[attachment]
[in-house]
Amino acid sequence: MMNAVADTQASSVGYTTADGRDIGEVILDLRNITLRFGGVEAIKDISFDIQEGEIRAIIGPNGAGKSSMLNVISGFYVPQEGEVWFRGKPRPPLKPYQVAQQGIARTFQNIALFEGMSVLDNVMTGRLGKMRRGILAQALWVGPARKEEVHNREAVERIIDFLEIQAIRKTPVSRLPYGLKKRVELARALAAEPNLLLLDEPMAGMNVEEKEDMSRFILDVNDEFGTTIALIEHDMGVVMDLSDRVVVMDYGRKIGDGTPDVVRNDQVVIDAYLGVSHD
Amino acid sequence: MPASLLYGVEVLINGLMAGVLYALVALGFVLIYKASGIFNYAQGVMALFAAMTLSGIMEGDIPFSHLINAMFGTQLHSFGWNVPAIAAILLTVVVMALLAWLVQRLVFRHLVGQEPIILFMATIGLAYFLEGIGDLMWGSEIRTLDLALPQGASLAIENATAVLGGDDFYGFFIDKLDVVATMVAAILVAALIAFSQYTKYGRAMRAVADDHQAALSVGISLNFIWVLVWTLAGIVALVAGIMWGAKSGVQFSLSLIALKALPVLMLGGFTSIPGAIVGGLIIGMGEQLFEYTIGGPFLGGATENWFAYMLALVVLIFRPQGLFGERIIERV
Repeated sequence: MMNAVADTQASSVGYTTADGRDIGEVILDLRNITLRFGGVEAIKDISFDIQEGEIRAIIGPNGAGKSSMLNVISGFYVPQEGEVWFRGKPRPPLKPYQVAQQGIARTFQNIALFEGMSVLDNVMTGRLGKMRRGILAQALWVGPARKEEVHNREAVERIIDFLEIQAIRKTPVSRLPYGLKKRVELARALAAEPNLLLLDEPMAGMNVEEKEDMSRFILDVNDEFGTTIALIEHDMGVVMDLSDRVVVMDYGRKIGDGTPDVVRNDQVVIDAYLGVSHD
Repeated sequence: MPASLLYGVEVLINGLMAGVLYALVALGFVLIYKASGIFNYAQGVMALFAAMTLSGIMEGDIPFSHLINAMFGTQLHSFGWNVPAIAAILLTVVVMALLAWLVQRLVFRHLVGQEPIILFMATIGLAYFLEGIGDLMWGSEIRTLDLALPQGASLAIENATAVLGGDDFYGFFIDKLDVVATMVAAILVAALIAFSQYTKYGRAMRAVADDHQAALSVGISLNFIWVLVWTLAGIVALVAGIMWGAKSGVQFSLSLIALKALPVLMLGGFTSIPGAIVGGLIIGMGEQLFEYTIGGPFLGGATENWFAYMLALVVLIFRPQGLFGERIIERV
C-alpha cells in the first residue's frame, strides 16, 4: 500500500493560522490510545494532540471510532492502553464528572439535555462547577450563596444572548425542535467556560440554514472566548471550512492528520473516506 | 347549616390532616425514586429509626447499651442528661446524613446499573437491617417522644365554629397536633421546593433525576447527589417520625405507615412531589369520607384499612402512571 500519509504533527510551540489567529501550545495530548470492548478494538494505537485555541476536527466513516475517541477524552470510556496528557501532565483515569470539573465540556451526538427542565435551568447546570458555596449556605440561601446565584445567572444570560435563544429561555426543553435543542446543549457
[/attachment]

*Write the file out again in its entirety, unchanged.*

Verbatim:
[in-house]
Amino acid sequence: MMNAVADTQASSVGYTTADGRDIGEVILDLRNITLRFGGVEAIKDISFDIQEGEIRAIIGPNGAGKSSMLNVISGFYVPQEGEVWFRGKPRPPLKPYQVAQQGIARTFQNIALFEGMSVLDNVMTGRLGKMRRGILAQALWVGPARKEEVHNREAVERIIDFLEIQAIRKTPVSRLPYGLKKRVELARALAAEPNLLLLDEPMAGMNVEEKEDMSRFILDVNDEFGTTIALIEHDMGVVMDLSDRVVVMDYGRKIGDGTPDVVRNDQVVIDAYLGVSHD
Amino acid sequence: MPASLLYGVEVLINGLMAGVLYALVALGFVLIYKASGIFNYAQGVMALFAAMTLSGIMEGDIPFSHLINAMFGTQLHSFGWNVPAIAAILLTVVVMALLAWLVQRLVFRHLVGQEPIILFMATIGLAYFLEGIGDLMWGSEIRTLDLALPQGASLAIENATAVLGGDDFYGFFIDKLDVVATMVAAILVAALIAFSQYTKYGRAMRAVADDHQAALSVGISLNFIWVLVWTLAGIVALVAGIMWGAKSGVQFSLSLIALKALPVLMLGGFTSIPGAIVGGLIIGMGEQLFEYTIGGPFLGGATENWFAYMLALVVLIFRPQGLFGERIIERV
Repeated sequence: MMNAVADTQASSVGYTTADGRDIGEVILDLRNITLRFGGVEAIKDISFDIQEGEIRAIIGPNGAGKSSMLNVISGFYVPQEGEVWFRGKPRPPLKPYQVAQQGIARTFQNIALFEGMSVLDNVMTGRLGKMRRGILAQALWVGPARKEEVHNREAVERIIDFLEIQAIRKTPVSRLPYGLKKRVELARALAAEPNLLLLDEPMAGMNVEEKEDMSRFILDVNDEFGTTIALIEHDMGVVMDLSDRVVVMDYGRKIGDGTPDVVRNDQVVIDAYLGVSHD
Repeated sequence: MPASLLYGVEVLINGLMAGVLYALVALGFVLIYKASGIFNYAQGVMALFAAMTLSGIMEGDIPFSHLINAMFGTQLHSFGWNVPAIAAILLTVVVMALLAWLVQRLVFRHLVGQEPIILFMATIGLAYFLEGIGDLMWGSEIRTLDLALPQGASLAIENATAVLGGDDFYGFFIDKLDVVATMVAAILVAALIAFSQYTKYGRAMRAVADDHQAALSVGISLNFIWVLVWTLAGIVALVAGIMWGAKSGVQFSLSLIALKALPVLMLGGFTSIPGAIVGGLIIGMGEQLFEYTIGGPFLGGATENWFAYMLALVVLIFRPQGLFGERIIERV
C-alpha cells in the first residue's frame, strides 16, 4: 500500500493560522490510545494532540471510532492502553464528572439535555462547577450563596444572548425542535467556560440554514472566548471550512492528520473516506 | 347549616390532616425514586429509626447499651442528661446524613446499573437491617417522644365554629397536633421546593433525576447527589417520625405507615412531589369520607384499612402512571 500519509504533527510551540489567529501550545495530548470492548478494538494505537485555541476536527466513516475517541477524552470510556496528557501532565483515569470539573465540556451526538427542565435551568447546570458555596449556605440561601446565584445567572444570560435563544429561555426543553435543542446543549457